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The strange divergence between stock and bond markets

Inflation in the rich world is currently at its highest in several decades. Interest rates are rising. Nevertheless, the stock markets are still as dynamic as ever. The question is, why are stock markets ignoring inflation and higher interest rates? How to explain this dichotomy?

The interest rate on 30-year mortgages in the United States recently exceeded 5%, its highest level in a long time. The main reason for the rise was the rise in US Treasury bond yields.

The yield on a bond at any given time is the annual return an investor can expect if they buy the security and hold it until maturity. A Treasury bill is a financial security sold by the US government to finance its budget deficit.

The yield on a 10-year US Treasury note on April 12 stood at 2.83%, its highest level in more than three years. This explains why the interest rate on 30-year mortgages has crossed 5%. As Rupert Russell writes in Price Wars: How Chaotic Markets Are Creating a Chaotic World: “As the Federal Reserve set short-term interest rates, long-term interest rates paid on mortgages, loans autos and business loans were determined by bond traders. .”

By buying and selling bonds at a certain price, bond traders determine the actual yield or yield of a treasury bill at any given time. Since lending money to the government of a financially stable country is considered the safest form of lending, the return that could be obtained by investing in a treasury bill becomes a benchmark for all other loans. So, as US Treasury yields have risen, the interest rate charged on home loans has also risen.

But why have Treasury yields increased? Inflation in the United States, at almost 8% when last recorded, has reached its highest level in four decades. In order to control this inflation, the US Federal Reserve decided to raise its main short-term interest rate, the federal funds rate. More importantly, he decided to start withdrawing the money he had printed and pumped into the financial system as a result of the covid pandemic. The idea was to print and pump money into the financial system to drive down interest rates in the hope that people and businesses would borrow and spend more.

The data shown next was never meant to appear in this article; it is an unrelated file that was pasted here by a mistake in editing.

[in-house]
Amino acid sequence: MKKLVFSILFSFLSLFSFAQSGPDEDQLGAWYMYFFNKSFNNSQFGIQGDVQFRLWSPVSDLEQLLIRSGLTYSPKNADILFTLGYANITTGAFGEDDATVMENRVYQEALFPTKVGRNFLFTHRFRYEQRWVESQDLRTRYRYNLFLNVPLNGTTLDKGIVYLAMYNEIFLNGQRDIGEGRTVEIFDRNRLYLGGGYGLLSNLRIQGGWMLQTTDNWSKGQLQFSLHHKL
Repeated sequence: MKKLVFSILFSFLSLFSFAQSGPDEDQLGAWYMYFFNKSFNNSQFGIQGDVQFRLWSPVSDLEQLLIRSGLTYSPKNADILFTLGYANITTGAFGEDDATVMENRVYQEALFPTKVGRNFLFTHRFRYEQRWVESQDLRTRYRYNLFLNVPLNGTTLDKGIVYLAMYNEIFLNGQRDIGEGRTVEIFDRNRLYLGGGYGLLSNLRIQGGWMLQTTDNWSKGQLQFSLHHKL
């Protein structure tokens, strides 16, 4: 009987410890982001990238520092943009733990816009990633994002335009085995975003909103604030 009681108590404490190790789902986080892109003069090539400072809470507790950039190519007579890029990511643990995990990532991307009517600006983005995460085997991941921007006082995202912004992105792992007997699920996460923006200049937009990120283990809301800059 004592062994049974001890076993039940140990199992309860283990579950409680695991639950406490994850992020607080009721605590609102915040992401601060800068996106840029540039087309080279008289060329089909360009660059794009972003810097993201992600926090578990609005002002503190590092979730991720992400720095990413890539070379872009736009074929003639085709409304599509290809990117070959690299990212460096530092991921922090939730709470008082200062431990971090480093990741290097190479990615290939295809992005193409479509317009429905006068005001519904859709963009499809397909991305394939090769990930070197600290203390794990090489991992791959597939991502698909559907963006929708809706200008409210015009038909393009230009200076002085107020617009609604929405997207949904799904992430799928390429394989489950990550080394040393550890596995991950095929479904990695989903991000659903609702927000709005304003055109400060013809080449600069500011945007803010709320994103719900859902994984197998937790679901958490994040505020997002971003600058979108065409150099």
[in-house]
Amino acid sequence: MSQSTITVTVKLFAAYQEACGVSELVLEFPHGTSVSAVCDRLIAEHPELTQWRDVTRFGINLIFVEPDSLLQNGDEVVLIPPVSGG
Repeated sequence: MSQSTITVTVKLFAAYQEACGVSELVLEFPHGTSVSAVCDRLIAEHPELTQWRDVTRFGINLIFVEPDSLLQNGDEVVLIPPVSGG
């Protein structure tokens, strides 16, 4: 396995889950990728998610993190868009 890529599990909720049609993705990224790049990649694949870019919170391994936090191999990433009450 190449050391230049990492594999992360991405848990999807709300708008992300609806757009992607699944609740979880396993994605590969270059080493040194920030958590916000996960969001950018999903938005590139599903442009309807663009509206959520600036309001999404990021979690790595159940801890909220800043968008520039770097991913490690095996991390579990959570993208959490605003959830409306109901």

Minutes from the last meeting of the Federal Reserve’s monetary policy committee reveal that the US central bank plans to begin withdrawing up to $95 billion a month from the financial system to begin with. If this lasts a year, over $1 trillion could be withdrawn from the US (and therefore global) financial system.

In the aftermath of the covid pandemic, the Fed printed money and injected it into the financial system by buying bonds. This expanded the assets on its balance sheet. As of January 1, 2020, total assets on the Fed’s balance sheet stood at $4.17 trillion. Between then and now, his total assets have more than doubled; as of April 6, the figure was $8.94 trillion.

The Fed now intends to sell these bonds at a rate of up to $95 billion per month and thereby remove the printed money from the financial system. This means that the amount of money circulating in the financial system will decrease. The US bond market is already discounting this possibility and so Treasury bond yields have risen.

This is totally uncharted territory for the Federal Reserve as well as other central banks in the wealthy world. How much will interest rates rise as the Fed begins to shrink its balance sheet? Are central banks ready to let interest rates rise and perhaps even engineer a recession to control inflation?

The bond market clearly thinks so. But the stock market seems to be in a world of its own. Take the case of the Dow Jones Industrial Average, the first American stock market index. It’s only down 5.7% since the end of 2021. This despite the Fed making it clear that the era of easy money is coming to an end, given that price inflation retail in the United States is at 40- year high. The London-based FTSE-100 has risen around 2.4% since the end of 2021, with UK inflation at its highest level in three decades.

So how do we read all of this? Typically, inflation and higher interest rates end up spooking stock markets. But that doesn’t seem to have happened this time around and markets have largely held onto the strong gains they’ve seen over the past two years.

Do these stock exchanges think central banks are bluffing? Do they think that at the first sign of trouble, central bankers will go back to implementing the only monetary policy they seem to know? Flooding the financial system with money, that is.

If the history of the last few decades is any indication, that is exactly what central bankers have done at every sign of significant economic trouble. Stock markets are likely discounting the expectation that central banks will soon revert to easy money policy at the first sign of recessionary conditions.

Of course, given the complexity of the issue at hand, it’s hard to say anything definitive.

Therefore, when it comes to stock markets, perhaps it is time to return to that old Gujarati saying that still rules Dalal Street: Bhav Bhagwan chhe (Price is God).

Vivek Kaul is the author of “Bad Money”.

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